IQ Test

An Intelligence Quotient, or IQ, test is designed to measure a person’s intelligence relative to other people. A score of 100 is average, and correlates with having average general intelligence relative to other members of the same age cohort, while scores above 100 are above average and below 100 are below average. A score of 70 or below is generally associated with mental retardation, while scores above 140 are generally labeled genius-level.

History of IQ
The first IQ test, the Binet-Simon test, was designed to identify mentally retarded schoolchildren. The test produced a mental age for each child tested. Shortly after its development, psychologists realized they could use it to test intelligence in the general population, and it has been used in a variety of contexts since that time.

Use of IQ Testing
IQ tests have a wide variety of uses. School systems may use them to test problem areas in students. The military historically used IQ tests to eliminate some recruits. IQ tests are still frequently used to test for mental retardation and to measure its degree of severity.

Criticism of IQ Testing
IQ tests have been heavily criticized by a variety of groups. Many IQ tests may show some degree of racial, gender, and class bias. For example, math questions on the test might ask children to calculate items that middle class white children are familiar with, but which poor children might never encounter. General knowledge questions might really test general knowledge that white, middle class males have. IQ tests have historically been used to prove the lesser intelligence of women and minority populations, and some psychologists–such as the authors of the controversial book The Bell Curve–have continued to attempt to do this.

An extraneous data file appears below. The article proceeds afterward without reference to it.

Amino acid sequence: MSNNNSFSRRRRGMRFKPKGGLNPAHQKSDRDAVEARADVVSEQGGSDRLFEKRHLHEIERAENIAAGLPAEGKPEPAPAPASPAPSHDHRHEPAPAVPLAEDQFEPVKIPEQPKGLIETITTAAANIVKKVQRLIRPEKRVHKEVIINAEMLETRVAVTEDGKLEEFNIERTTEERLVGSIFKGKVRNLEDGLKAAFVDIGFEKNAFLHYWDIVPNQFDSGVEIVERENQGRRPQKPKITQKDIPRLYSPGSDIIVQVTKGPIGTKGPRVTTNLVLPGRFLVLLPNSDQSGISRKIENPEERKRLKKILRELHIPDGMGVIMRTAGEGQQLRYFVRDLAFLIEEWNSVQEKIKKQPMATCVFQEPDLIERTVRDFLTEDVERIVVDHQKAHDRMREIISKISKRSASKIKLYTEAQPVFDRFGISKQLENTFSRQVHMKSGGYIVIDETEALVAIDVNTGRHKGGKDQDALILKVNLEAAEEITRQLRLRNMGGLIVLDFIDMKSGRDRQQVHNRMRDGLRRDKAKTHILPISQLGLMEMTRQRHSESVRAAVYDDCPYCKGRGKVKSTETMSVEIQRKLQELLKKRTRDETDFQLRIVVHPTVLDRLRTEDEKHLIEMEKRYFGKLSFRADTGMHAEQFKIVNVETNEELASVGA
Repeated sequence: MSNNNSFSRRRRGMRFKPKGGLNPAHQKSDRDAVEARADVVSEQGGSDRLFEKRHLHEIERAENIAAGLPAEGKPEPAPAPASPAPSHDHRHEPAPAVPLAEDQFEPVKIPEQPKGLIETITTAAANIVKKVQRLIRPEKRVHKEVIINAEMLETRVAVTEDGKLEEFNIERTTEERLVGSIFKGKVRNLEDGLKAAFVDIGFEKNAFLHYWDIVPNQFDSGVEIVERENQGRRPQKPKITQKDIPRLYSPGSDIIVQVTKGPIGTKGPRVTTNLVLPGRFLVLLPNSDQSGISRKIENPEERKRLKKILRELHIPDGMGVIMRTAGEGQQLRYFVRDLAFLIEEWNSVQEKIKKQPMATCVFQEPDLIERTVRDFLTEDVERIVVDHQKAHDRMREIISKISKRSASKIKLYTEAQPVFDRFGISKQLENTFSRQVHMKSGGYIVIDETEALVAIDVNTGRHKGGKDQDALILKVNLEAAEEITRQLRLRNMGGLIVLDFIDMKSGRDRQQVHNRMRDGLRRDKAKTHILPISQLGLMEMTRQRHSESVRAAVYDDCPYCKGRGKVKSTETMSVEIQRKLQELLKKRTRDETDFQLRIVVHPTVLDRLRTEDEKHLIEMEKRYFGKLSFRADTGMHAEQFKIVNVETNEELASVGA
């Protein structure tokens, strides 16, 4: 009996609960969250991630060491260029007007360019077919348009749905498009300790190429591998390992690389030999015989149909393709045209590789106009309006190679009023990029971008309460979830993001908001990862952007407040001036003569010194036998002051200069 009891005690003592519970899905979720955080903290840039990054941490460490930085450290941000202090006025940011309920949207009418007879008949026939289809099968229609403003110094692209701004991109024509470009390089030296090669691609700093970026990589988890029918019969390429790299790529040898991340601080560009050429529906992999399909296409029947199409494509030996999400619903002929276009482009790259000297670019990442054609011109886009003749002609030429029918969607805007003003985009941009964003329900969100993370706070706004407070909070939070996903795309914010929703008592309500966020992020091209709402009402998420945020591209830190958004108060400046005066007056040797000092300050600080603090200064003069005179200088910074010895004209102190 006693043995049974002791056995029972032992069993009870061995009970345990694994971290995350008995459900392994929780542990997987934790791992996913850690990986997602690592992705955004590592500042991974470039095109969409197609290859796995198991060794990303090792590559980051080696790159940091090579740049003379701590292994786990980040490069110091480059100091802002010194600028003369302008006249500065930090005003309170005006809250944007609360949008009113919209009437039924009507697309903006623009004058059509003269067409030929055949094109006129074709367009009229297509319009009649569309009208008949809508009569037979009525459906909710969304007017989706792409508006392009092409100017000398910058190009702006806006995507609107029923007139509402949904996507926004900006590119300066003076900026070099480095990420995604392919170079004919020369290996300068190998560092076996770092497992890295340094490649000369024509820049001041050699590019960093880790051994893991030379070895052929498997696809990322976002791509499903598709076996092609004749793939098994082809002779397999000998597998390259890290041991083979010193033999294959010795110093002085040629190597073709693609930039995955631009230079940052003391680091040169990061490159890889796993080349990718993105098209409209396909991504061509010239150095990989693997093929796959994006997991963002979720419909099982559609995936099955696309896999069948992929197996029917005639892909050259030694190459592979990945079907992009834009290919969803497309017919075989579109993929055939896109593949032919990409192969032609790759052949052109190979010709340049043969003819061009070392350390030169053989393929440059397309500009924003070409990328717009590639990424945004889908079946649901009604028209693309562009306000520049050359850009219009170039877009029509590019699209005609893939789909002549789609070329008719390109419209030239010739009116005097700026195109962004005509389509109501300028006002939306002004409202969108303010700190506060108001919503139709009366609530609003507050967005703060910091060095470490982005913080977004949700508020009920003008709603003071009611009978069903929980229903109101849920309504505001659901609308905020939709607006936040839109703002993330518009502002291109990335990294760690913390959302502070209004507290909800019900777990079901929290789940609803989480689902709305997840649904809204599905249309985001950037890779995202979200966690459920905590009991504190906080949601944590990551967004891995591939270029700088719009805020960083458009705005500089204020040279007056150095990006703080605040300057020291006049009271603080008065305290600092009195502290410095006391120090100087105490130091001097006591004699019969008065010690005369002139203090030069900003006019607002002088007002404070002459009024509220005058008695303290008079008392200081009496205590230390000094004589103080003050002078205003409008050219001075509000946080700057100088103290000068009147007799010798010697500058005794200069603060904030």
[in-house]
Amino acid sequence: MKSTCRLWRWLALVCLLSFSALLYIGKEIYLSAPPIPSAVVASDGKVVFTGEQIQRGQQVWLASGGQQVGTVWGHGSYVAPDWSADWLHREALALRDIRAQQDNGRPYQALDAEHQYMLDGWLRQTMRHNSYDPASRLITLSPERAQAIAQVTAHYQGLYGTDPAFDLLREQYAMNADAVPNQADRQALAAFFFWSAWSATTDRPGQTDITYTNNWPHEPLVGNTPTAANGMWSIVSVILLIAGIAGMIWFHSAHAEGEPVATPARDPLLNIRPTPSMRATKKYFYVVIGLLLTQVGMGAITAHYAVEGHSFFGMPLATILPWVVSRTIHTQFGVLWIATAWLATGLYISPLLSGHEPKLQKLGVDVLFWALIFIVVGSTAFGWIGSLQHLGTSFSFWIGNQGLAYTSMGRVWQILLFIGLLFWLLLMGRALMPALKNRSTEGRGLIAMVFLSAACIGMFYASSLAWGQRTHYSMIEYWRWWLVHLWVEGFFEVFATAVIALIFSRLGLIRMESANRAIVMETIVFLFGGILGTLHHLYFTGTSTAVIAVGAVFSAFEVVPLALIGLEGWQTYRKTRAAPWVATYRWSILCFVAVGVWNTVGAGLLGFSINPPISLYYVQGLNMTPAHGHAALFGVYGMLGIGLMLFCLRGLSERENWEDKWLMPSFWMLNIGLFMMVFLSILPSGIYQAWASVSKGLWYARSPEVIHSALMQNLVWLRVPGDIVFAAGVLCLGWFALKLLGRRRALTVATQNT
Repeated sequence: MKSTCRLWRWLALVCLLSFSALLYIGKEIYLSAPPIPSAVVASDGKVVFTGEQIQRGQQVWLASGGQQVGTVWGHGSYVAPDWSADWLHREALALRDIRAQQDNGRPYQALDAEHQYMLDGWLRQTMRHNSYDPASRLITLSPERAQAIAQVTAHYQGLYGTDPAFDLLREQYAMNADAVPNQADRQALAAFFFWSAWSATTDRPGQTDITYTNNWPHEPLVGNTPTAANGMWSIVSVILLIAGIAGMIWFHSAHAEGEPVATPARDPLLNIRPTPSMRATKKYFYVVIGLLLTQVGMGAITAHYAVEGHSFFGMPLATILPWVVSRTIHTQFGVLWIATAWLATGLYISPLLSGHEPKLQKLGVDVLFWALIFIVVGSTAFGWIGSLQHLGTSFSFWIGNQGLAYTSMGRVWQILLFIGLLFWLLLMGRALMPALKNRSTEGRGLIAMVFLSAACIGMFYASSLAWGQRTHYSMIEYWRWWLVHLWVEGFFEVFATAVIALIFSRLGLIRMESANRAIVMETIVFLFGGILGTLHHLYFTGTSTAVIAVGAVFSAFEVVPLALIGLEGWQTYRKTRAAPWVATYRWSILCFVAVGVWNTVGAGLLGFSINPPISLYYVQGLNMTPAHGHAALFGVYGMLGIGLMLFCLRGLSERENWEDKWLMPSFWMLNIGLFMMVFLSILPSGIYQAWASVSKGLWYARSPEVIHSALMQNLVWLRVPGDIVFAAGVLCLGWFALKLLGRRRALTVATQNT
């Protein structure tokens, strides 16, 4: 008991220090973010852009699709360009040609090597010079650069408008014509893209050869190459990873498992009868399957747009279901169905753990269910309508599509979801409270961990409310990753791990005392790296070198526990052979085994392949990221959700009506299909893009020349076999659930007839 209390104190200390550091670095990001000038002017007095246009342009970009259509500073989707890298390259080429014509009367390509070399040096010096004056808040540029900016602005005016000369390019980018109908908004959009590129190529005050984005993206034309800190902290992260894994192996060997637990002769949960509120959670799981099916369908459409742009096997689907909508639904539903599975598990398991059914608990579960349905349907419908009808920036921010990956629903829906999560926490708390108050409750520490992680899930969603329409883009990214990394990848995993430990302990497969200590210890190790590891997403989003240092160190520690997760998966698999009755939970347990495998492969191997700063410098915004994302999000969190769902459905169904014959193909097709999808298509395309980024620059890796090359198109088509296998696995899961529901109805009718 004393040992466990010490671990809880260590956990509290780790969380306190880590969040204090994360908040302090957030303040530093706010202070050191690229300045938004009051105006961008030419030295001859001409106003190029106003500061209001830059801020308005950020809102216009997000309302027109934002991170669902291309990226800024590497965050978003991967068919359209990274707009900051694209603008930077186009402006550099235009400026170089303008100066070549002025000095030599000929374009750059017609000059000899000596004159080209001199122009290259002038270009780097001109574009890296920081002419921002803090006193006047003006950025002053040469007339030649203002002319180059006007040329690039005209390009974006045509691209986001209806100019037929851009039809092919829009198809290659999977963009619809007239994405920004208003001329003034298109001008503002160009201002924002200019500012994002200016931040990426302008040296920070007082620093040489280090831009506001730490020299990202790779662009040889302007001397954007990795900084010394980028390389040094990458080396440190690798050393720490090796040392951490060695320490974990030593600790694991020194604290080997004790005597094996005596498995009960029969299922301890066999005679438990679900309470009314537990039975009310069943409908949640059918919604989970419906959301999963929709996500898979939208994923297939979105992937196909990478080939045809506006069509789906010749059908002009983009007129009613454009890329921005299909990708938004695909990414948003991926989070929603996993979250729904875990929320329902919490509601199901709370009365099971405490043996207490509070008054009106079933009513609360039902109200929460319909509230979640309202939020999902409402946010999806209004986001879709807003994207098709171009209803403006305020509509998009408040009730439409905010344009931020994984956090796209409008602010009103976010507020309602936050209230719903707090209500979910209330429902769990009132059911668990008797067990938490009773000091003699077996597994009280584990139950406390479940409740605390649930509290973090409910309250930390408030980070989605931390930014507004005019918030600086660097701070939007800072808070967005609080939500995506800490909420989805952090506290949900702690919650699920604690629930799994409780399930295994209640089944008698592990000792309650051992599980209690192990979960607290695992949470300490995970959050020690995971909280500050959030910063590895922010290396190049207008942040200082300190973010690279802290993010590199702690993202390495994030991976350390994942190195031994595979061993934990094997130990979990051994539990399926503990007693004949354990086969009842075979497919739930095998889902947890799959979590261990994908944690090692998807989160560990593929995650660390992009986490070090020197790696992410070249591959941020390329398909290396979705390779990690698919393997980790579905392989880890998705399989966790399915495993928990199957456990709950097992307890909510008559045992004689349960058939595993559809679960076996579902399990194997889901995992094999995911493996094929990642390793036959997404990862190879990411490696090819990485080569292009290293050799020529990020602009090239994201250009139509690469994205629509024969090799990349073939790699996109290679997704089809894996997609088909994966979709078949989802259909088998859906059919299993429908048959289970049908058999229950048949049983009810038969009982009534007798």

There is also conflicting evidence about whether or not general intelligence is a real entity. People’s IQs can go up with education and training, indicating that IQ is not a stagnant number that absolutely represents a person’s capabilities. Intelligence encompasses a broad array of capabilities, and test takers may excel in one area, such as verbal skills, and do poorly in another area. Traditional IQ tests have not tested for things such as social competence, musical skill, or physical capabilities. Psychologist Howard Gardner proposed a theory of multiple intelligences and has argued that traditional IQ tests do not test for many critical areas of intelligence.


  1. Colman, A. M. (2006). Oxford dictionary of psychology. New York, NY: Oxford University Press.
  2. Harwood, R., Miller, S. A., & Vasta, R. (2008). Child psychology: Development in a changing society. Hoboken, NJ: John Wiley & Sons

Last Updated: 08-11-2015

  • Leave a Comment
  • chan yoon

    chan yoon

    April 9th, 2015 at 3:48 AM

    I need to test my iq and eq


    April 12th, 2016 at 1:58 PM

    Nice read. Thanks!

  • timothy tyler

    timothy tyler

    May 6th, 2016 at 3:06 AM

    how do I take a Iq Test with whom and is there a -number I mat call for more info

  • Dave A

    Dave A

    January 9th, 2017 at 11:06 AM

    I did not know that an IQ test was a way to measure your intelligence compared to other people. An IQ test seems like a way to be able to make sure that you are average and if not to be able to work harder to gain more knowledge. I think that it would be a good idea for people to take an IQ test to be able to see how they are progressing.

Leave a Comment

By commenting you acknowledge acceptance of's Terms and Conditions of Use.



* Indicates required field.

Therapist   Treatment Center

Advanced Search is not intended to be a substitute for professional advice, diagnosis, medical treatment, or therapy. Always seek the advice of your physician or qualified mental health provider with any questions you may have regarding any mental health symptom or medical condition. Never disregard professional psychological or medical advice nor delay in seeking professional advice or treatment because of something you have read on